The Continued Costs of Miller Park

Spending Expectations

The Brewers enter the 2019 season in relatively uncharted territory. Their three year progression in operating revenue, estimated by Forbes (prior to interest, taxes, depreciation, amortization), totaled approximately $150 million entering the season and exhibited fantastic growth prior to a 200,000 person spike in attendance and a deep playoff run. Given spending on the Carolina Mudcats purchase and the Arizona Spring Training development, it is clear that the club was leveraging their strengths by investing in capital projects, which is a perfectly reasonable thing for a baseball club to do (as infuriating as it is for baseball fans to see their club rake in profits and invest off the field, that’s what one would expect the club to do from a shareholder’s standpoint).

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Better yet, depending on how one views revenue expectations from the 2018 season, the Brewers likely increased their share of labor spending to approximately 40 percent, based on publicly available information and various trend forecasts (from conservative to aggressive). All of this precludes the MLB Advanced Media money, which undoubtedly gives the Brewers ownership group more cash to leverage for both capital and labor projects.

Year (all $M) Revenue Operating Income Estimates / Projections Minimum Revenue Sustained Growth Maximum Revenue Year-End Payroll Maximum Payroll Labor
2015 $234 $27 n.a. n.a. n.a. $98 n.a. 42%
2016 $239 $58 n.a. n.a. n.a. $72 n.a. 30%
2017 $255 $67 n.a. n.a. n.a. $79 n.a. 31%
2018 Not published $54 $260 $272 $291 $110 n.a. 42%
2019 Not published $55 $266 $290 $310 $112 $123 42%
2020 Not published $57 $271 $310 $330 $115 $131 42%
2021 Not published $58 $277 $330 $350 $117 $139 42%
2022 Not published $59 $283 $353 $373 $120 $148 42%
2023 Not published $60 $289 $376 $396 $122 $158 42%

[quick rant]Brewers, increase minor league pay! Pay your minor leaguers a living wage across all systems![/quick rant]

Of course, one of the difficult aspects of navigating the 2018-2019 offseason is that in order to increase the labor share of the club, Milwaukee actually had to go out and sign some players. So some previously rosy payroll estimates may be pushed back a few years (click that link if you’d like payroll analysis with Lewis Brinson arbitration horizon estimates): but this is a good thing, because the Brewers are in better shape with Lorenzo Cain and Christian Yelich patrolling the outfield, and they’re also in better shape with clearer salary arbitration pictures for Corey Knebel, Travis Shaw, and even Jonathan Schoop.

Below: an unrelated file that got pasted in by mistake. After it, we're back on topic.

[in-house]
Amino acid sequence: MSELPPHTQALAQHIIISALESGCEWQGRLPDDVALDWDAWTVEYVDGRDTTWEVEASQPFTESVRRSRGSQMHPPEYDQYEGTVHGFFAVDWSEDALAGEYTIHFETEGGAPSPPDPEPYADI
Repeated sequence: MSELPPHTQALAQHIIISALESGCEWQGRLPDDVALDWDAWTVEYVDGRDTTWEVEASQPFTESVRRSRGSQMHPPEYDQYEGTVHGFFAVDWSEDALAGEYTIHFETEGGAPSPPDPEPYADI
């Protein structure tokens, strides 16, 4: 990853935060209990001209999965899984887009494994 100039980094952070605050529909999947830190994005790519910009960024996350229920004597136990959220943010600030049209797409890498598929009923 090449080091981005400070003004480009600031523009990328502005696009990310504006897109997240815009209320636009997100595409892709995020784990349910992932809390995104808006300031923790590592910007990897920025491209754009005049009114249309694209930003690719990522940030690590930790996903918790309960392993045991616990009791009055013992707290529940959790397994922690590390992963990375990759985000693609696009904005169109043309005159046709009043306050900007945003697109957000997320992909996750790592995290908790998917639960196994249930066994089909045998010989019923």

The trouble is, without assuming that the Brewers will allocate full playoff revenue, and an increasing share of overall revenue, to the MLB payroll, the 2018-2019 offseason might look a little boring if the club simply renews each and every one of their arbitration eligible players. Here’s how this group looks, with Cot’s Baseball Contracts estimates:

Player Estimate ($M) Arbitration Year
Schoop Jonathan $11 A3
Knebel Corey $6 A2
Shaw Travis $5 A1
Vogt Stephen $4 A3
Nelson Jimmy $4 A2
Perez Hernan $3 A2
Davies Zach $3 A1
Kratz Erik $2 A3
Cedeno Xavier $2 A3
Santana Domingo $2 A1
Pina Manny $2 A1
Jennings Dan $1 A4
Saladino Tyler $1 A1
Total $44 13 players

Without major revenue growth, and considering a similar distribution of revenue to labor, this is how the Brewers payroll freedom might project:

Salary (all $M) 2019 2020 2021 2022 2023
Guaranteed Contracts $66 $47 $35 $19 $0
Revenue $266 $271 $277 $283 $289
Operating Redistributed $5 $6 $6 $6 $6
MLBAM Redistributed $3 $3 $3 $3 $3
Payroll Space $49 $71 $85 $103 $125
Maximum Space $76 $103 $123 $148 $176

It is evident that on the most conservative estimates, the Brewers cannot keep each arbitration eligible player and sign additional impact free agents. This raises questions about how the Brewers will employ trade and non-tender (basically releasing an arbitration-eligible player for free) strategies to maximize space, while also raising questions about how lucrative the playoffs were, where that MLBAM money will kick in, and how the club will (or did) allocate profits from 2016-2017.

For if the most rosy scenario plays out, the Brewers could keep a substantially larger portion of arbitration eligible players, and continue to add impact talent on the open market. Thus, there is room across the roster for GM David Stearns to wheel and deal. This is a great time for counterbuilding, which basically means making trades that run contrary to the assumed roster building strategy of the team. If a rebuilding team is expected to trade MLB salary for prospects, and a win-now trade reverses that by bundling prospects for MLB salary, those positions can be mixed in contrarian fashion to help maximize roster resources. Given that the Brewers have the opportunity to develop numerous players at the MLB level in 2019, some (seemingly) head-scratching trades would be a great way to free up additional salary in order to bolster the prospects with gambles on more proven producers.

Stearns developed a contending club so quickly by trading for MLB assets in his first offseason; now the GM can ironically continue to maintain the health of his MLB roster forecast by shedding some salaries for prospects or depth moves. Given the strengths of the 2018 club, this could be just the strategy necessary to improve around the margins, develop top prospects, and land one big ticket free agent.

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